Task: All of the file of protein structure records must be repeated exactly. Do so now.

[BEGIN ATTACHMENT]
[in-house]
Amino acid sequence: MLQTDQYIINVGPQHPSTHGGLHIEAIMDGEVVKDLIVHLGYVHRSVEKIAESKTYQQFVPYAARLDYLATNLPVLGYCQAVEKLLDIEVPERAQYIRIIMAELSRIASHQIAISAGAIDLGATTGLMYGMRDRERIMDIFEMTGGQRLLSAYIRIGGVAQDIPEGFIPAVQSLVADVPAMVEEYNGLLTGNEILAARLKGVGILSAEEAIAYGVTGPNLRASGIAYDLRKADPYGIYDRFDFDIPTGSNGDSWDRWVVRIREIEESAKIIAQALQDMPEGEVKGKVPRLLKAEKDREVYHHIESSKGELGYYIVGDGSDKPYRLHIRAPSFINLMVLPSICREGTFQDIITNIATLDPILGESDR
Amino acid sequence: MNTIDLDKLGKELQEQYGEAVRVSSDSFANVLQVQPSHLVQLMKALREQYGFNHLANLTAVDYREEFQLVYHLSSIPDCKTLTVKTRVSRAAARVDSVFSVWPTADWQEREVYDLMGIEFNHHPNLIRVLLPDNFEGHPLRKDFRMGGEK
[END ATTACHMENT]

[in-house]
Amino acid sequence: MLQTDQYIINVGPQHPSTHGGLHIEAIMDGEVVKDLIVHLGYVHRSVEKIAESKTYQQFVPYAARLDYLATNLPVLGYCQAVEKLLDIEVPERAQYIRIIMAELSRIASHQIAISAGAIDLGATTGLMYGMRDRERIMDIFEMTGGQRLLSAYIRIGGVAQDIPEGFIPAVQSLVADVPAMVEEYNGLLTGNEILAARLKGVGILSAEEAIAYGVTGPNLRASGIAYDLRKADPYGIYDRFDFDIPTGSNGDSWDRWVVRIREIEESAKIIAQALQDMPEGEVKGKVPRLLKAEKDREVYHHIESSKGELGYYIVGDGSDKPYRLHIRAPSFINLMVLPSICREGTFQDIITNIATLDPILGESDR
Amino acid sequence: MNTIDLDKLGKELQEQYGEAVRVSSDSFANVLQVQPSHLVQLMKALREQYGFNHLANLTAVDYREEFQLVYHLSSIPDCKTLTVKTRVSRAAARVDSVFSVWPTADWQEREVYDLMGIEFNHHPNLIRVLLPDNFEGHPLRKDFRMGGEK